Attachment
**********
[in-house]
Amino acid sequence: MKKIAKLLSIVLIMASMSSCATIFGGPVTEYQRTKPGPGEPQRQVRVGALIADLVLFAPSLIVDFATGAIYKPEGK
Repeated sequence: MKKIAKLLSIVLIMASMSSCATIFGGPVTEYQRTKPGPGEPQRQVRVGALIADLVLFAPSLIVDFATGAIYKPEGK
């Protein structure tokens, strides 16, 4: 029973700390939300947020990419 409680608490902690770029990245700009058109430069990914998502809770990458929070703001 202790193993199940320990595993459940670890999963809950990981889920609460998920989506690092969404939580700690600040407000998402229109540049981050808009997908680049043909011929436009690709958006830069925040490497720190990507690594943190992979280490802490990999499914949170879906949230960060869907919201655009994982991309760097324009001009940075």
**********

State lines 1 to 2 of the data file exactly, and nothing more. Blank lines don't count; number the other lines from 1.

[in-house]
Amino acid sequence: MKKIAKLLSIVLIMASMSSCATIFGGPVTEYQRTKPGPGEPQRQVRVGALIADLVLFAPSLIVDFATGAIYKPEGK